by Y Combinator6/13/2016
Karla and Shilpa discuss their philosophy of “Fewer, Better Things” and how that guides them in determining what to sell and how to operate their business, choosing more ethical suppliers and supporting programs such as H.E.A.R.T., which provides clothing to women leaving situations of domestic violence.
Shilpa : It really did tap into that consumer need and angst that people were feeling, that there’s just so much stuff around and it’s not giving them that happiness and fulfillment. And it was from those insights, just interacting with customers and testing at every point in those first two years before we felt like we had a message that was strong to put out to market. But tapping into that consumer need. And now it’s something that people are talking about all the time, there’s Marie Kondo’s book, and lots of articles around having less but more because it’s more fulfilling product.
They went on to discuss the importance of building a compelling story around your company when fundraising–and finding investors with whom the story resonates.
Shilpa : Well investors love story, team, and financial models that make sense. So, if you meet with enough of investors and you have lots of conversations, over time you will identify the ones that match your philosophy. And the important thing is to actually refine it along the way. So Karla and I realize that a lot of the male investors that we were talking to in the beginning just quite didn’t understand the female consumer need that we were addressing. So it was never going to make sense for them unless they understood what the problem was.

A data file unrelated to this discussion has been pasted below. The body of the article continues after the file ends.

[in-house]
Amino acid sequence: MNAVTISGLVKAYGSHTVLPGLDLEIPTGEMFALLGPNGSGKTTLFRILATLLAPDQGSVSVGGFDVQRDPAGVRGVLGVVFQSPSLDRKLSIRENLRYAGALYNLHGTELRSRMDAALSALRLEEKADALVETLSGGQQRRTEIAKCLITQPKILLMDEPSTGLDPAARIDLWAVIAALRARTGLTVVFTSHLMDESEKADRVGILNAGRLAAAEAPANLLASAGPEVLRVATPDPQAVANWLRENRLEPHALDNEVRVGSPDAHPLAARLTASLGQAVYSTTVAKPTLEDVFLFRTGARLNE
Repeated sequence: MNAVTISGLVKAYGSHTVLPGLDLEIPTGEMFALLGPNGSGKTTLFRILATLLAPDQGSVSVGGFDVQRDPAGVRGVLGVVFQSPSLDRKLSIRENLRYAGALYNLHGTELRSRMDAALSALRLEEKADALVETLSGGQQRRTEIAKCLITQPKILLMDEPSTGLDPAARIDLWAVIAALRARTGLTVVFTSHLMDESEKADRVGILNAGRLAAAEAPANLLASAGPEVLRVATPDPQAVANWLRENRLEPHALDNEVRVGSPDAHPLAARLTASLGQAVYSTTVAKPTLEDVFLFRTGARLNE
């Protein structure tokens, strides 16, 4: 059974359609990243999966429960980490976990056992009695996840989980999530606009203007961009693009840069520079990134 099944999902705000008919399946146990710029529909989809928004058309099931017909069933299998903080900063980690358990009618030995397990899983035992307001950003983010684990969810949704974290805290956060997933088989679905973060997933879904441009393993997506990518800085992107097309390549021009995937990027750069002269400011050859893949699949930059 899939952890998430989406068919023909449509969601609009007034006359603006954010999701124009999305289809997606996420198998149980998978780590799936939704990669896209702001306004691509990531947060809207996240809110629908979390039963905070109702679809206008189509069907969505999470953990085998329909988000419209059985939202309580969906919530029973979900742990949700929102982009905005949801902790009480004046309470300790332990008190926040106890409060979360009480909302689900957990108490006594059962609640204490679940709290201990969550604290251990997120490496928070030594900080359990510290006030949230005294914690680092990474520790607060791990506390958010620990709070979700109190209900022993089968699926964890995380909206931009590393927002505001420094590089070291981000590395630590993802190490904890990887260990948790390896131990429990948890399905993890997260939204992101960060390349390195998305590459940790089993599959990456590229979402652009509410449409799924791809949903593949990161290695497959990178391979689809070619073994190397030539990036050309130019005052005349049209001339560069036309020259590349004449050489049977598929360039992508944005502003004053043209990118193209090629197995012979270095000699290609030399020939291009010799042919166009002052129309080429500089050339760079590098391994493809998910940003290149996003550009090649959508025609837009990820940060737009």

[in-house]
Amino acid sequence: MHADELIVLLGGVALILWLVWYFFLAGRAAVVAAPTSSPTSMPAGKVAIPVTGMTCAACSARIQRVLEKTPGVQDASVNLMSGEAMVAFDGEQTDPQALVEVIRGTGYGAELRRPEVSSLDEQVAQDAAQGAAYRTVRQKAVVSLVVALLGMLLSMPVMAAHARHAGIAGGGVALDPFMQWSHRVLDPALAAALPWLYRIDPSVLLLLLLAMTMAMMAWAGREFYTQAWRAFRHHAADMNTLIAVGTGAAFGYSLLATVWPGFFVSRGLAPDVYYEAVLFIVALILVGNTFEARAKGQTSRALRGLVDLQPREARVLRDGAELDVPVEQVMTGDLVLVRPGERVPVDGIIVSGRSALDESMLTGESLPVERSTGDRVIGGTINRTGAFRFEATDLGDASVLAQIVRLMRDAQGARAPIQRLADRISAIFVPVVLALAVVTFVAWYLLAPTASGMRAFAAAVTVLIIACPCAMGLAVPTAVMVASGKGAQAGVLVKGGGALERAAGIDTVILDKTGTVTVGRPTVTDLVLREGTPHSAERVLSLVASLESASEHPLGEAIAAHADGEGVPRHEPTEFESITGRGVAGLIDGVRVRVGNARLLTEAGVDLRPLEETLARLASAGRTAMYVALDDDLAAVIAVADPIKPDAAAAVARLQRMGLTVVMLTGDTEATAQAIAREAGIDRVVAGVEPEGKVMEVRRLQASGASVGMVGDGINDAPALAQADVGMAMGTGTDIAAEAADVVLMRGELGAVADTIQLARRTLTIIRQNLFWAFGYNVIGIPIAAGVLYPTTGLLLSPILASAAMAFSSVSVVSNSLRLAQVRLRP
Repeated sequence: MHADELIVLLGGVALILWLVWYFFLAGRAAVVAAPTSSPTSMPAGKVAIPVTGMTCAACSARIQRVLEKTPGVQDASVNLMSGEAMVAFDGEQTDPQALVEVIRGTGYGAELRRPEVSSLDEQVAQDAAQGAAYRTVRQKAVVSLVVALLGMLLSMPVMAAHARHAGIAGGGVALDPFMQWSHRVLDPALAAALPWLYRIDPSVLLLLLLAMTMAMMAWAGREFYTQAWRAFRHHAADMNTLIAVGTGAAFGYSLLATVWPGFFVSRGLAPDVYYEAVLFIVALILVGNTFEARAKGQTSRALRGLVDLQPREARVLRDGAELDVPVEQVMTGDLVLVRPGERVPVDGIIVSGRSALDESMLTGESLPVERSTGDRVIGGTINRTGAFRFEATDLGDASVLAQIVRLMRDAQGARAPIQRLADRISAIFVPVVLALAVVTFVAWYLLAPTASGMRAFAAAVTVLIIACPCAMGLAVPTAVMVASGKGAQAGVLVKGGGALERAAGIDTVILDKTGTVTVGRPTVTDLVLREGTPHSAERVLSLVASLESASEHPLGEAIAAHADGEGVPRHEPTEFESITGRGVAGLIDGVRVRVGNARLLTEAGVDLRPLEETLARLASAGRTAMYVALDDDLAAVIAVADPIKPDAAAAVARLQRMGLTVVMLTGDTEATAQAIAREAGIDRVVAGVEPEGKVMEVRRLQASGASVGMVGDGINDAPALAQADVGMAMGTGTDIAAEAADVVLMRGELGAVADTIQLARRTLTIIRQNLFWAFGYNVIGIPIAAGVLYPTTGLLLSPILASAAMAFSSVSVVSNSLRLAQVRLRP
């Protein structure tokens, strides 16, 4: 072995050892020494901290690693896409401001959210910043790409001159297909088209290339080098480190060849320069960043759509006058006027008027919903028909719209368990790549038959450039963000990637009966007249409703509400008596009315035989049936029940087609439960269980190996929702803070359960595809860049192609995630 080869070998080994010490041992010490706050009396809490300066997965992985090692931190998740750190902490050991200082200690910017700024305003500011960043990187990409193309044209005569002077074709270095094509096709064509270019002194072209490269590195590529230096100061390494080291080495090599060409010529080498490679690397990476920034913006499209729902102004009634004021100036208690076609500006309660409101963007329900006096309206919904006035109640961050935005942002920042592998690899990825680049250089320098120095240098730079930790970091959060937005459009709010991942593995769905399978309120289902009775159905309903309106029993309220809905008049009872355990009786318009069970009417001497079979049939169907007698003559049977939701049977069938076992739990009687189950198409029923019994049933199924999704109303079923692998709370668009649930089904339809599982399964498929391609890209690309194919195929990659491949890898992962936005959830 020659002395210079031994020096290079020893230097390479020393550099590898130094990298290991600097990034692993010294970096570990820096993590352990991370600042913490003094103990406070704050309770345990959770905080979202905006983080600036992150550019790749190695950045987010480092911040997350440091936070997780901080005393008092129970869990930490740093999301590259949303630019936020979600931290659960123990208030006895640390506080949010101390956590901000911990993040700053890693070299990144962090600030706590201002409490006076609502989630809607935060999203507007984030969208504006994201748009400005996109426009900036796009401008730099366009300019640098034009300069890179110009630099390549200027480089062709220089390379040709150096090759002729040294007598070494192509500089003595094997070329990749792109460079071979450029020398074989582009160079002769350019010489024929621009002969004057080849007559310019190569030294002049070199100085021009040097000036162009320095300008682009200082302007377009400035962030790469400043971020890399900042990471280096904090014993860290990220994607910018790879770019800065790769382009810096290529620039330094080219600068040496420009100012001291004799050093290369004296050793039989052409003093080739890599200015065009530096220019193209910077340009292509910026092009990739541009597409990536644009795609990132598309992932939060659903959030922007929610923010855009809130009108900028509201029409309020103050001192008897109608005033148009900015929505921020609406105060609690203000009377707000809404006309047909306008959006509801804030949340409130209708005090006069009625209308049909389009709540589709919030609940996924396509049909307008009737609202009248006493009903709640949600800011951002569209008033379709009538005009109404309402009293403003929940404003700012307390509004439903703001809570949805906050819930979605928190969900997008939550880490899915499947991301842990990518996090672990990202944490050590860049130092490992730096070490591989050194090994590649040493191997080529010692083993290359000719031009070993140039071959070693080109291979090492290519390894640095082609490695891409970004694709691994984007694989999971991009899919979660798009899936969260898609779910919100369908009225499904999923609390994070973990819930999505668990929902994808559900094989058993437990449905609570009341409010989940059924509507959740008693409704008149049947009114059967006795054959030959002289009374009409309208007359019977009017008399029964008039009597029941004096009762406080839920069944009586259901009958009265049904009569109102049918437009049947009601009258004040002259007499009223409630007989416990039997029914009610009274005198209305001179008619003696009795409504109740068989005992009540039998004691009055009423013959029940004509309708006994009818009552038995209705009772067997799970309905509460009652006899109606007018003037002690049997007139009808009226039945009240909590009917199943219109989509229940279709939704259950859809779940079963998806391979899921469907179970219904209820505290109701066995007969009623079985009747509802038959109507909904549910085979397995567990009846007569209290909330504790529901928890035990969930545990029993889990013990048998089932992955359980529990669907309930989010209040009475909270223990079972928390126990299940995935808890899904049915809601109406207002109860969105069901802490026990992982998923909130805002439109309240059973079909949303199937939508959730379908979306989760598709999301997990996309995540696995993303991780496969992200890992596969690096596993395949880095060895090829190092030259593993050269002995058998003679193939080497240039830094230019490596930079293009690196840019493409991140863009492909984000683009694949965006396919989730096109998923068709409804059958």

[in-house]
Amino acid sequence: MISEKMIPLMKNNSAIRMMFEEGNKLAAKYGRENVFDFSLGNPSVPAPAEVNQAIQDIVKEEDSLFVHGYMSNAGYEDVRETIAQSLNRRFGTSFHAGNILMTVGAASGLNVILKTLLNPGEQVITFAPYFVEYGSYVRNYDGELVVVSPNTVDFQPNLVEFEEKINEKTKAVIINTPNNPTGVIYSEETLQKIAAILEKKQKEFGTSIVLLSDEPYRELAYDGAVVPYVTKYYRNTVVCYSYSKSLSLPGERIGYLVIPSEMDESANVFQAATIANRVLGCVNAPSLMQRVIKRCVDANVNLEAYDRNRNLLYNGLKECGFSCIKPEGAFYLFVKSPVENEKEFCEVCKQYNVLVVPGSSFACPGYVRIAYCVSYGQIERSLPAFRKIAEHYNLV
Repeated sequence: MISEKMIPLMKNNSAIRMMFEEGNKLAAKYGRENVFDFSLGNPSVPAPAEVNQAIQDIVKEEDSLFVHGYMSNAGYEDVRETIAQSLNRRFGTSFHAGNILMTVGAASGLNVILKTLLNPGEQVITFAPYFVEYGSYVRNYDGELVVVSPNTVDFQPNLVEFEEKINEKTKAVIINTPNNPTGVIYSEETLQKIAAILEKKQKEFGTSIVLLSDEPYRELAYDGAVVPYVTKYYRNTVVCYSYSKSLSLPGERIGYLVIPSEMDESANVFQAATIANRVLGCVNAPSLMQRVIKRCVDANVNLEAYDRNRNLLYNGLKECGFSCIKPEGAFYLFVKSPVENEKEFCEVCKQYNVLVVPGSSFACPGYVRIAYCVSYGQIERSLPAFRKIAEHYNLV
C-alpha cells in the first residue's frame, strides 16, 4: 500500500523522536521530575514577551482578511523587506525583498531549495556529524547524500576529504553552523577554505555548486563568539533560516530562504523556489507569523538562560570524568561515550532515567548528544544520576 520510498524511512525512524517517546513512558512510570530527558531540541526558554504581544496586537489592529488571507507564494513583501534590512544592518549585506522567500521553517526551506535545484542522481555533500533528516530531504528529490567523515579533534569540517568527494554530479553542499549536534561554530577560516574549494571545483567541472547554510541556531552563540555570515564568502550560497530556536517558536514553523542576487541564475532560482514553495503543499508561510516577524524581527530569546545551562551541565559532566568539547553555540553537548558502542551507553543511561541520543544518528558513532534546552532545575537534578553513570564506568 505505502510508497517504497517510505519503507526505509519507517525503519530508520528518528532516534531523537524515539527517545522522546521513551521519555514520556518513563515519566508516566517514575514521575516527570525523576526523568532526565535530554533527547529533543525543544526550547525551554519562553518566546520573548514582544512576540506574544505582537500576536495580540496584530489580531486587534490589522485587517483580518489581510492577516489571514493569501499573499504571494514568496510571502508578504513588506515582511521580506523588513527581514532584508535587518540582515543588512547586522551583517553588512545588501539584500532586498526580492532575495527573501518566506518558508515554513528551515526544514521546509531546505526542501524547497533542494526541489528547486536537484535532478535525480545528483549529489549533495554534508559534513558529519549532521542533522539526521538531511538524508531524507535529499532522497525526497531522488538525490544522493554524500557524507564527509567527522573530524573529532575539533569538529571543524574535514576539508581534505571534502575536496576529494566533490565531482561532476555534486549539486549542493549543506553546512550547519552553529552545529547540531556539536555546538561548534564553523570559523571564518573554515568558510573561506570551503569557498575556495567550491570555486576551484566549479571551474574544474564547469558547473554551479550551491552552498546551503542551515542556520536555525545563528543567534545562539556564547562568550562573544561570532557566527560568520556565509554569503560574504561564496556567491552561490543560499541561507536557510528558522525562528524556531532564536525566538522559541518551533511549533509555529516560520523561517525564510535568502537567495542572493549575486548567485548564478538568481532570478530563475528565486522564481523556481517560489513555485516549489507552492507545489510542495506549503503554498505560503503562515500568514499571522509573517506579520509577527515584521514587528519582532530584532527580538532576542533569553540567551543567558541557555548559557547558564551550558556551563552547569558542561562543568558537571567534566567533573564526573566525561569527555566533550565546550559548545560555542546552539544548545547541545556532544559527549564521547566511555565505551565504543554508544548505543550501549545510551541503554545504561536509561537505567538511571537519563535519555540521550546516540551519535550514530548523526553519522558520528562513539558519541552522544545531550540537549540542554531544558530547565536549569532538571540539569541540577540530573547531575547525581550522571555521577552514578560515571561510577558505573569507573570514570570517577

And so the story was missing. So for that we switched directions and we targeted female VCs that understood the story part of it. And then from there, we basically met with a bunch of female VCs, as many as we could find. There’s not that many, so please take a bunch as not very big. But we were then able to pattern match with a VC that really understood our team and understood our business economics.
Karla : Yeah. When you look at the unit economics that we’re building, they’re incredibly attractive. We have great gross margins, we make money on first purchase, we’re not spending a lot of money acquiring our customers because they love what we make and they’re our advocates themselves. And we definitely spend on marketing and different tactics, we have a retail outlet that we actually haven’t talked about. We launched with retail and online at the same time. And so we spend there, but ultimately, it’s a really nice business model.
Shilpa : And so we through this effort found Maha Ibrahim at Canaan Partners. And she had everything that we were looking for, we were bringing everything that she was looking for. She is very strong in female business investing, as is Canaan Partners’ portfolio. It’s not a gender bias in any way. She’s looking for incredibly attractive businesses, and from an economic perspective, she understood.
Y Combinator created a new model for funding early stage startups. Twice a year we invest a small amount of money ($150k) in a large number of startups (recently 200). The startups move to Silicon